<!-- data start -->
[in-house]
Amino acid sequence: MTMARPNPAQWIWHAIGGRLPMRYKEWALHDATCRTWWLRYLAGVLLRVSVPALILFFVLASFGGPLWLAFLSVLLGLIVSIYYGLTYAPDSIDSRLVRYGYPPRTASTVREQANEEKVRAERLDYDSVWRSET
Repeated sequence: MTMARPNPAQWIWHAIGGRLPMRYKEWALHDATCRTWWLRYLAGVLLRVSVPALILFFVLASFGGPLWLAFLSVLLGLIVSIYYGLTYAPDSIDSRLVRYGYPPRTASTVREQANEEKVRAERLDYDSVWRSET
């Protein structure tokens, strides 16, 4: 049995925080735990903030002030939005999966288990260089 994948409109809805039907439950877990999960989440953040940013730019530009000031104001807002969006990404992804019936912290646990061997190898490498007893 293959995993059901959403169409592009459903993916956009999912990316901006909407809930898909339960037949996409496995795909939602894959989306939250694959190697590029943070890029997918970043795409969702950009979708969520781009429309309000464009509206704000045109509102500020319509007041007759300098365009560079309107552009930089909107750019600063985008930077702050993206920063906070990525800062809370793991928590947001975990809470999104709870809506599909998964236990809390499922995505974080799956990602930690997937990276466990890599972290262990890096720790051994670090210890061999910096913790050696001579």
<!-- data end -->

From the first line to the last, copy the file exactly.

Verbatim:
[in-house]
Amino acid sequence: MTMARPNPAQWIWHAIGGRLPMRYKEWALHDATCRTWWLRYLAGVLLRVSVPALILFFVLASFGGPLWLAFLSVLLGLIVSIYYGLTYAPDSIDSRLVRYGYPPRTASTVREQANEEKVRAERLDYDSVWRSET
Repeated sequence: MTMARPNPAQWIWHAIGGRLPMRYKEWALHDATCRTWWLRYLAGVLLRVSVPALILFFVLASFGGPLWLAFLSVLLGLIVSIYYGLTYAPDSIDSRLVRYGYPPRTASTVREQANEEKVRAERLDYDSVWRSET
């Protein structure tokens, strides 16, 4: 049995925080735990903030002030939005999966288990260089 994948409109809805039907439950877990999960989440953040940013730019530009000031104001807002969006990404992804019936912290646990061997190898490498007893 293959995993059901959403169409592009459903993916956009999912990316901006909407809930898909339960037949996409496995795909939602894959989306939250694959190697590029943070890029997918970043795409969702950009979708969520781009429309309000464009509206704000045109509102500020319509007041007759300098365009560079309107552009930089909107750019600063985008930077702050993206920063906070990525800062809370793991928590947001975990809470999104709870809506599909998964236990809390499922995505974080799956990602930690997937990276466990890599972290262990890096720790051994670090210890061999910096913790050696001579």